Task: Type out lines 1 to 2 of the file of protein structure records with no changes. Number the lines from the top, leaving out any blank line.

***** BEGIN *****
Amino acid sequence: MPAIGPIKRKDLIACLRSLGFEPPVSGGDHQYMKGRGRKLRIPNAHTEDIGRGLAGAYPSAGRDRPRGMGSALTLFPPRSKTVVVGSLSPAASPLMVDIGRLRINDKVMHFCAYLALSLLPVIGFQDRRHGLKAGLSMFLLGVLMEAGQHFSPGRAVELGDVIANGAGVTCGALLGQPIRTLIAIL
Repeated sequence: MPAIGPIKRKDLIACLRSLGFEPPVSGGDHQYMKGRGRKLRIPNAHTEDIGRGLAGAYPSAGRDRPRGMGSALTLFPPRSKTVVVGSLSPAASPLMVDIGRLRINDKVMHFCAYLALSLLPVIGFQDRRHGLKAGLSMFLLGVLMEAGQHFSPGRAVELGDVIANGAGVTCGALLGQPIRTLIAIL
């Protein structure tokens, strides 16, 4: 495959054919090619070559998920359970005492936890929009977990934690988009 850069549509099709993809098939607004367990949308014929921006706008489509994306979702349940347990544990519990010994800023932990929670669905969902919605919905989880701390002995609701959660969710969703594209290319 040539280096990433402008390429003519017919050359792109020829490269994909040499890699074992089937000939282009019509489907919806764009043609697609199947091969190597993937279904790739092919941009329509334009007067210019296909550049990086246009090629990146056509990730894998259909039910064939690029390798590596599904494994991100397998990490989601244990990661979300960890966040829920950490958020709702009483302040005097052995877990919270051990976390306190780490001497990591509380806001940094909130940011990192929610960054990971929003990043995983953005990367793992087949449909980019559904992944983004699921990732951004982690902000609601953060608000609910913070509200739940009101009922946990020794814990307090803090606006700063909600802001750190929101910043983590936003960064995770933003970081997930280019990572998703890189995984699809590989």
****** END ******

Amino acid sequence: MPAIGPIKRKDLIACLRSLGFEPPVSGGDHQYMKGRGRKLRIPNAHTEDIGRGLAGAYPSAGRDRPRGMGSALTLFPPRSKTVVVGSLSPAASPLMVDIGRLRINDKVMHFCAYLALSLLPVIGFQDRRHGLKAGLSMFLLGVLMEAGQHFSPGRAVELGDVIANGAGVTCGALLGQPIRTLIAIL
Repeated sequence: MPAIGPIKRKDLIACLRSLGFEPPVSGGDHQYMKGRGRKLRIPNAHTEDIGRGLAGAYPSAGRDRPRGMGSALTLFPPRSKTVVVGSLSPAASPLMVDIGRLRINDKVMHFCAYLALSLLPVIGFQDRRHGLKAGLSMFLLGVLMEAGQHFSPGRAVELGDVIANGAGVTCGALLGQPIRTLIAIL